The new owner, Mike Watts, became smitten with the 210-acre property while quail hunting at the resort in the early 1970s, bought it in 2014, and then acquired its surrounding 900 acres late last year. He and his wife, Cindy, local entrepreneurs and philanthropists who recently gave $30 million to Arizona State University to found the Watts College of Public Service and Community Solutions, were looking for something to do in their quasi-retirement after selling their construction equipment rental company.
“I never dreamed I’d go into the hospitality business, but it’s a unique place and story,” he said, of renovating and expanding the resort. “It was a real eye opener when a fifth-generation resident of Wickenburg near here called to thank me for rebuilding it. That’s when I had a greater understanding of how many people feel it’s a treasure.”
Helicopters instead of Pullman cars
Before the automobile age, visitors to the resort went through the ordeal of taking a train, often in private Pullman rail cars, to Morristown, Ariz., followed by a dusty, 23-mile stagecoach ride. They stayed for the season to justify the trek, unlike today’s weekenders who have the option to arrive by helicopter.
Entering by SUV or truck still requires crossing several washes on a rocky road for half the journey. The cost of transporting building materials and daily supplies over such difficult terrain was one of the reasons previous efforts to revive the resort failed.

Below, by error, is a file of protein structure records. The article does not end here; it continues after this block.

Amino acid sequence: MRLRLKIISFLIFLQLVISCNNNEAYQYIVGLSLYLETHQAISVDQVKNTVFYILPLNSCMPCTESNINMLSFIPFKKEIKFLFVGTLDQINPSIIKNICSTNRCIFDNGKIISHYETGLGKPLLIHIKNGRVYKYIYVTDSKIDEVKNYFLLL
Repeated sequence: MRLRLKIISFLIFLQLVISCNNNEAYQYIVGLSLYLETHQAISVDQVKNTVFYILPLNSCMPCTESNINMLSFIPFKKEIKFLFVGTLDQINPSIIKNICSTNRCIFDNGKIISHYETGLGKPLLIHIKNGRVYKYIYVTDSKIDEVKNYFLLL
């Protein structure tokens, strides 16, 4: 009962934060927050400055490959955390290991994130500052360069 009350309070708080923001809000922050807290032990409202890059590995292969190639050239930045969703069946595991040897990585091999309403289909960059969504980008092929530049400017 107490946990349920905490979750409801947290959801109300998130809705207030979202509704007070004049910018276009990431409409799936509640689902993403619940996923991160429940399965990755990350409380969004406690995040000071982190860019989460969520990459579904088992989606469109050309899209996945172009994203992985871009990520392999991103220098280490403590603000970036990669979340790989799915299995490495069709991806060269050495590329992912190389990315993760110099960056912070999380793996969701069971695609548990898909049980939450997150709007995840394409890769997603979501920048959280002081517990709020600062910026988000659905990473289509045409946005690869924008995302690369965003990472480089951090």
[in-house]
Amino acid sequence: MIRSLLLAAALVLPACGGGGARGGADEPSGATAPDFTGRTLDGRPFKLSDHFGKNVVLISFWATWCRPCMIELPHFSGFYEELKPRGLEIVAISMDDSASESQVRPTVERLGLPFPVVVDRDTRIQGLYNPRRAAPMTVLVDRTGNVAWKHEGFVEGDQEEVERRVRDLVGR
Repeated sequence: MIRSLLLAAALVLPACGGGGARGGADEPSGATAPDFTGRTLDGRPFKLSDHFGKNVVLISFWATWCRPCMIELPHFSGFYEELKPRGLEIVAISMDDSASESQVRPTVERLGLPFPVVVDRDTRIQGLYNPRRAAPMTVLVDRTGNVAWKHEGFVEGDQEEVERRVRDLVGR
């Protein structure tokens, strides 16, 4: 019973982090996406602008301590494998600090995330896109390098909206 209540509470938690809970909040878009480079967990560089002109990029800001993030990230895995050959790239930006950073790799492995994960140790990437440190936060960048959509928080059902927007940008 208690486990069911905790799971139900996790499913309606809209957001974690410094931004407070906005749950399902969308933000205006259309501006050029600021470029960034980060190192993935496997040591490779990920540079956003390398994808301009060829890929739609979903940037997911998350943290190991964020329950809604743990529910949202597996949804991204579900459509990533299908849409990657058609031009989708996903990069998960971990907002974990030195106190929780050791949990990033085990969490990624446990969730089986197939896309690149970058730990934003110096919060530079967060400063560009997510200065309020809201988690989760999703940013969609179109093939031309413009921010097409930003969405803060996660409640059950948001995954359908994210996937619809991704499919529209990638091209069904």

The Wattses envision the resort as Arizona’s answer to the all-inclusive Blackberry Farm in Tennessee that’s on every Garden & Gun subscriber’s bucket list. There are just 32 rooms ($660 to $2,200 for two with breakfast, lunch and dinner and gratuities, excluding alcohol) and guests choose their own adventures from back-to-the-land activities like harvesting chrysanthemum greens and borage for salads right outside the main lodge’s kitchen door, riding trail horses and hiking the Bradshaw Mountains. The great lawn — a lush, emerald carpet despite being in the middle of the desert — is set up for classic resort activities like croquet, and come fall there will be Frisbee golf.
The couple hired an executive chef who had cooked at Gordon Ramsay’s and David LeFevre’s restaurants in Southern California, along with an agronomist who planted 150 types of vegetables, herbs and edible flowers to supply the resort’s kitchens and bars.
The resort’s spa heritage lives on through tented treatment rooms at creekside and cabins’ outdoor soaking tubs that are hooked up to the springs for heated, mineral baths. Wi-Fi is available only for emergencies. Dark-sky stargazing is also encouraged with campfires and telescopes. Children under 16 aren’t allowed.
Watts and others involved in the project declined to say how much it had all cost.
“People like numbers. I’d like to be able to tell them it cost $80 million or some other amount, but I honestly don’t know, and I don’t think you can really put a price on it anyway,” said Steven Sampson, director of national sales for Westroc Hospitality, Castle Hot Springs’ management company, whose portfolio also includes the Sanctuary Camelback Mountain and Mountain Shadows. “It’s an entirely different concept for the market, too, because it’s about passion versus profit.”